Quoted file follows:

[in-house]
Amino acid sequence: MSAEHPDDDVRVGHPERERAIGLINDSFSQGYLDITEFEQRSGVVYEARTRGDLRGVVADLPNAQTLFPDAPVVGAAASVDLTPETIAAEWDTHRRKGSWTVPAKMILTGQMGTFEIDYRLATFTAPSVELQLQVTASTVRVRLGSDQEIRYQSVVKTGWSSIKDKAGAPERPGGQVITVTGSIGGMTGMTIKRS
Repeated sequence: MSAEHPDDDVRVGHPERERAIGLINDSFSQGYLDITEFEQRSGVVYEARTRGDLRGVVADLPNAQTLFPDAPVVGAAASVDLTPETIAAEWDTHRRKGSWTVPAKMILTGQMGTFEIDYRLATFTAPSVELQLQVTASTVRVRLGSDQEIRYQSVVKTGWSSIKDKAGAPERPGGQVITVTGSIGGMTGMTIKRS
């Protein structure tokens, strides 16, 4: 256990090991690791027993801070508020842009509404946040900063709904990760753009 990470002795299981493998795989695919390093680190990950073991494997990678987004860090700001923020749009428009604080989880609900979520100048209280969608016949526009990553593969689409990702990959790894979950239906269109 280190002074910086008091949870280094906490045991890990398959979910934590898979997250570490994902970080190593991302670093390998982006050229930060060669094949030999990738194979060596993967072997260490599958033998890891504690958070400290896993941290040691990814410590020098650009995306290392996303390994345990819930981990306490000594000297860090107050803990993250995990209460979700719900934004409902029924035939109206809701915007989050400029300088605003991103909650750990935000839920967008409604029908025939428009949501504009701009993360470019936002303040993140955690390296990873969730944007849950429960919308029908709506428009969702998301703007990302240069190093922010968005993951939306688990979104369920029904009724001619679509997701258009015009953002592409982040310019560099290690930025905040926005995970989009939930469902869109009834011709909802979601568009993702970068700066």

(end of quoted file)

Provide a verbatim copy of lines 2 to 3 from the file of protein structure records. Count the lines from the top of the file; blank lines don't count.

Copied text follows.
Amino acid sequence: MSAEHPDDDVRVGHPERERAIGLINDSFSQGYLDITEFEQRSGVVYEARTRGDLRGVVADLPNAQTLFPDAPVVGAAASVDLTPETIAAEWDTHRRKGSWTVPAKMILTGQMGTFEIDYRLATFTAPSVELQLQVTASTVRVRLGSDQEIRYQSVVKTGWSSIKDKAGAPERPGGQVITVTGSIGGMTGMTIKRS
Repeated sequence: MSAEHPDDDVRVGHPERERAIGLINDSFSQGYLDITEFEQRSGVVYEARTRGDLRGVVADLPNAQTLFPDAPVVGAAASVDLTPETIAAEWDTHRRKGSWTVPAKMILTGQMGTFEIDYRLATFTAPSVELQLQVTASTVRVRLGSDQEIRYQSVVKTGWSSIKDKAGAPERPGGQVITVTGSIGGMTGMTIKRS